Minimalism has become a movement these days.
Moving from beyond just a term, it embodies a vision, lifestyle, and path forward for a lot of people who are drowning in debt, jobs, and stuff.
I’m not huge on labels these days.
A label is good at quickly conveying a more complicated idea, but I think it’s better to simply live the life that makes you happiest – regardless of what society wants to label or call it.
With that in mind, I think the minimalism label, now that it’s gone “mainstream”, has become muddied.
It’s just like anything else in life. When an idea attracts a lot of people, you develop these factions of varying extremes. Human beings are very tribal.
To some people (like myself), minimalism means you own very little physical possessions.
To other people, minimalism means you downsize from a 4,000-square-foot mansion into a 2,000-square-foot house. You go from three luxury cars to two Toyotas. That kind of thing.
The latter is still extremely helpful on both the micro and macro levels, but I’d say it’s a rather liberal application of what minimalism is all about.
To each their own, but I’ve applied minimalism in a way that, in my opinion, is much closer to its full potential: I live a very simple life and physically possess only that which provides my life with daily value and happiness.
It’s not about conforming to a definition, though. It’s about doing what’s best for me.
Everything I own can fit inside of two small bags.
Owning very little certainly made moving abroad much easier, as I describe in my recent best-selling book: 5 Steps To Retire In 5 Years.
Now, I don’t live like I do because I can’t afford to own a lot of stuff.
It’s just that this way of living makes me happier. I feel more free. And I’m more content and satisfied than ever before.
The More You Have, The More You Want
I think there’s a big difference between the two ends of the “stuff” spectrum.
On one end of the spectrum are the people who own a lot of stuff.
We’ll call these people “maximalists”.
Those who own a lot of things tend to simultaneously want more things. If they didn’t, they wouldn’t own a lot of stuff in the first place. It didn’t happen by magic or accident.
They find temporary thrills (instead of lasting happiness) in the new purchase of Item X or Y. And so this action must be repeated over and over again, which creates a process in which the accumulation of more stuff comes at the expense of their money, time, and freedom.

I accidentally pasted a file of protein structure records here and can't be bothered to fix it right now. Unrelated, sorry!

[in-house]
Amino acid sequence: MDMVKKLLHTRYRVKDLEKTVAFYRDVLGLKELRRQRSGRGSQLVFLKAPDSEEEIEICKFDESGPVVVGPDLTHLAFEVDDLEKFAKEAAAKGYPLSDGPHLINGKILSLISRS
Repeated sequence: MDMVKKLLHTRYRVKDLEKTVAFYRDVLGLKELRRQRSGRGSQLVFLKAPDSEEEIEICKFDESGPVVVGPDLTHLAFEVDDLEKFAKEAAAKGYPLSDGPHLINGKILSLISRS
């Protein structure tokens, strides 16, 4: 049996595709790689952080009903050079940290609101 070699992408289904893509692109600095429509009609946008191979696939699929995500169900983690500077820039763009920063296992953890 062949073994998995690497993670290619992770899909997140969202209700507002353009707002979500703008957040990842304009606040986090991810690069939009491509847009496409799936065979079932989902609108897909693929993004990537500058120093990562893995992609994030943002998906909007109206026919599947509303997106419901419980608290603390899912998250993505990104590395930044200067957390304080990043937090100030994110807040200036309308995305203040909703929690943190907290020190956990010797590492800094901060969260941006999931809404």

The more you have, the more you want. And the more luxurious these things become, the more luxury you’ll want across your life. This is the Diderot Effect.
It’s counterintuitive to want more when you already have more, which makes the conundrum that much more confounding.
A maximalist places value in the size of the mass of their stuff. The bigger that mass is, the more valuable it thus must be. It becomes a thing where more is automatically assumed to be better. Because… well… more.
More money, more house, more clothes, more everything.
The problem with the “more is better” mantra is that there’s no end to it. More has no end point. It’s not a destination. And so it’s next to impossible to find contentment or peace when that’s your mantra.
Furthermore, working against whatever contentment you might be able to squeeze out of that lifestyle, is the fact that you’re committing to ever-more work in order to afford that lifestyle, all while experiencing ever-more worry about your ever-growing pile of stuff.
You’re working more, to make more money, to afford more stuff… all while chipping away at your freedom and contentment. You’re spending more to be less happy. It’s silly.
On the other end of the spectrum, we have the minimalist.
Their mantra is “less is more”.
Less stuff, more freedom. Less job, more life. And less worry, more happy.
When you downsize your life into only what’s necessary to execute the daily routine that you enjoy the most, you’ve arrived at a destination. You’ve found your enough. There’s so much peace and contentment in this, which shouldn’t be discounted.
Being able to right-size your life has immense value in and of itself, for there’s the knowledge that you’ve actually completed something. It’s not a never-ending journey into an abyss.